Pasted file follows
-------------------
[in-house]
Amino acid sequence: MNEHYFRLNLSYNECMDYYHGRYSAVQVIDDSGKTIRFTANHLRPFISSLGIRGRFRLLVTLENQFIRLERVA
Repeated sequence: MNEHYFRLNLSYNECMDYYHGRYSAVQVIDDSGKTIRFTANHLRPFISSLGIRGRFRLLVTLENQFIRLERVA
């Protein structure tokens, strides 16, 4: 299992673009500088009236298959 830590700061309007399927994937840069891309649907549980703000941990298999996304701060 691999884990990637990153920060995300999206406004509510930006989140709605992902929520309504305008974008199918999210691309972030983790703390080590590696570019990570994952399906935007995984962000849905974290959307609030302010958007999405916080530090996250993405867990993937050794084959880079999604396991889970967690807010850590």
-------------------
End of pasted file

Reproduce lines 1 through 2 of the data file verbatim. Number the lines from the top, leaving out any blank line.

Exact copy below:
[in-house]
Amino acid sequence: MNEHYFRLNLSYNECMDYYHGRYSAVQVIDDSGKTIRFTANHLRPFISSLGIRGRFRLLVTLENQFIRLERVA